This weekend I spent 24 hours at a Hackathon that ended on Tuesday with a summit full of experts sharing their thoughts on the future. The summit was all about technology and fashion, and more particularly fashion retail, hypothesising how digital will transform this space. Talk about iBeacon technology, the inclusion of mobile and other technologies into the shopping experience, both in the real and digital world, is at a great hype right now.
There’s a lot to it, technology has the power of introducing services and experiences that simply weren’t possible before. The ideas are endless, to give you an idea (without any particular order of what was good or bad). There was talk about:
Changing the infrastructure of the store, by creating mobile checkouts, similar to those at the Apple store, removing the need of a till and entirely changing the point of sale.
Or fusing online and offline behaviour, such as liking products online, to find them available and waiting for you at the store,
Or using the power of social, such as by creating a “stylist-match” app, much akin to dating app, where you can browse through stylists and their fashion preferences, finding a match, and booking an appointment with them at the store.
Make what you want of them, the list goes on,
But the general principle remains the same, its all about finding things that people might want, and trying to use digital services to satisfy those needs. Introducing these into the mobile means that these services can be with you at any time, such as, when you are in-store. Your phone, your small digital microcosm, becomes an extension of that shopping experience.
Apart from the fact, that I find a future in which I am constantly pushed towards a digital screen, even if I am outside in the real world, in a real shop, perhaps a bit bleak, the ideators of most of these solutions (although not all, I’ve seen some really clever ones that get around this) rely on one major assumption:
That I will download the app.
We already know that branded apps are rarely downloaded and even more so rarely used. They are a result of some skewed belief of marketeers, that their brands are so great, that people will actively go out and engage with any interactive foder that they throw at us.
Well, thankfully most of the time, no, we won’t.
According to research by deloitte, only 20% of apps published by major consumer brands are downloaded, and only 1% are downloaded more than a million times.
But there are a couple of ways around this.
One of which, of which I am sure will happen, will be an insurgency of third party apps, that will bundle these shopping experiences across multiple stores and brands. Useful services, that work across different stores, perhaps activated and surfacing on your screen based on location.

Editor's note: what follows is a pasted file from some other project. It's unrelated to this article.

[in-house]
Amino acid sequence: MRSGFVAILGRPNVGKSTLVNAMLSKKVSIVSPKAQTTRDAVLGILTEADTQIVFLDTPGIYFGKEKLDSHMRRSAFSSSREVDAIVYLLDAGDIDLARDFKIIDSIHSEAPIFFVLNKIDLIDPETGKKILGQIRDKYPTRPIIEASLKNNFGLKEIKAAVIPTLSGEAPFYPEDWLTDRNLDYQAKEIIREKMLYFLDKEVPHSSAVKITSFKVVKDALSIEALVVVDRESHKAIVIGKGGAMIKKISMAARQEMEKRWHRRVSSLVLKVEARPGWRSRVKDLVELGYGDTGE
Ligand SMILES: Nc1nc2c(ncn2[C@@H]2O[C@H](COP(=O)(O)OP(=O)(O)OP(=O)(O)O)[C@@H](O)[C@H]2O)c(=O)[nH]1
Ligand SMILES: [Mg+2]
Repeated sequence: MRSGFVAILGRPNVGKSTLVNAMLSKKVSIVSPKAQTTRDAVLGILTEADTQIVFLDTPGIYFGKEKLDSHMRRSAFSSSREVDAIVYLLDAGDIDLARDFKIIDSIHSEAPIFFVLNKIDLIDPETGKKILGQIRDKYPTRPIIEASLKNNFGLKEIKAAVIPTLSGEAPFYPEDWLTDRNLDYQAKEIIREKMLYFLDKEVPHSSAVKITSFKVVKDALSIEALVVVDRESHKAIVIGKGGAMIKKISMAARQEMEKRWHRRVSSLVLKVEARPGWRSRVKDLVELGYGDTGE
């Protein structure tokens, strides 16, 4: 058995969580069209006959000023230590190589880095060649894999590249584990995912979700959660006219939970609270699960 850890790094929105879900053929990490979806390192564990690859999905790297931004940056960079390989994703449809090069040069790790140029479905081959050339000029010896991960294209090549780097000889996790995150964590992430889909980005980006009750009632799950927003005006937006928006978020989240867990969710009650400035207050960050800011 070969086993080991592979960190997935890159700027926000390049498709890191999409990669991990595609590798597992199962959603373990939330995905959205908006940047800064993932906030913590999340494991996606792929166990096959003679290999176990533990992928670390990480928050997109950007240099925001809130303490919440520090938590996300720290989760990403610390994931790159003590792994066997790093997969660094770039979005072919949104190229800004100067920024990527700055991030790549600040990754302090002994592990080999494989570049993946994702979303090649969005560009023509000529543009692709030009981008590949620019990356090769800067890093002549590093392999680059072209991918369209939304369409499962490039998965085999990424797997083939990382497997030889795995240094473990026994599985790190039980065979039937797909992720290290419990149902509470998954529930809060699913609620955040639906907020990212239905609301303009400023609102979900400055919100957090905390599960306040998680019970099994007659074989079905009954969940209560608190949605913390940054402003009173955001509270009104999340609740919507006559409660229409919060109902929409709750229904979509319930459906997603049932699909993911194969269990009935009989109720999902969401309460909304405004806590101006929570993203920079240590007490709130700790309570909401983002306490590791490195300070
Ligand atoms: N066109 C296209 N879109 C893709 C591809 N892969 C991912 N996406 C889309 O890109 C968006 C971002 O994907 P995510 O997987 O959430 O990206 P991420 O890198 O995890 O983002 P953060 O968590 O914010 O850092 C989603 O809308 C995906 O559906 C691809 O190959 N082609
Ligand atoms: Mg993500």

A “one-app-for-all” type of solution.
But this is when a slightly more extreme solution occurred to me (and i’m sure surely not just me). Perhaps a result of the cynicism of listening to these marketeers, whose rhetoric increasingly resembles treating us all like cattle.
What if I had no say in what app gets downloaded on my phone in the first place?
What if, by entering a physical shop, an iBeacon automatically prompts my OS to download content, or an app?
When I pull out my phone, content defined by the owners of those spaces, who went in partnerships with my OS developer, surfaces on my screen. The functionality of that phone, the UX, is not designed to favour me but them. Designed to make it easier for me, at any one time, in that particular space, to interact, experience, buy, save, order, consume THEIR products. Terrifying at first, if you think of it, Google Now is not a step too far from doing this.
Suspend disgust of this for a bit, wouldn’t it be great if you could enter a restaurant, and without having to do anything more, a menu surfaces on your phone, you simply order and pay by entering a password or fingerprint to complete the financial transaction? Making the act of delivering services and buying a thing reduced to mere seconds.
Perhaps this model could work so well, that the phone itself, would become free. It could be based on a similar model of that of other free services that already exist, such as the newspapers on the tube like the London Metro or social sites like Facebook. In this case not paid by the advertisers, but by creators of experiences and services, future digital agencies and digital startups.
The difference between a phone like this, and one which belongs to me, would mean that the one whose ownership is entirely mine, is one I still have to pay for, becoming more expensive, and therefore a luxury. A scary thought, and definitely not a future that I’d like to be part in creating or living in but worth hypothesising and mentioning anyhow,
Going to summits like this, and listening to the ever more elaborate ways companies are deliberating techniques not only to change the way they can push their branding onto us (advertising), but the way in which we actually interact with them (service and experience) makes me realise that if we have it entirely their way, such a future is not too far.
For one things is true, the technology is already there.
For more interesting insights about the true cost of free, have a look at Aral Balkans Free is talk:
Play this game, solve puzzle for science.
Warp Drive!? Possible? Wow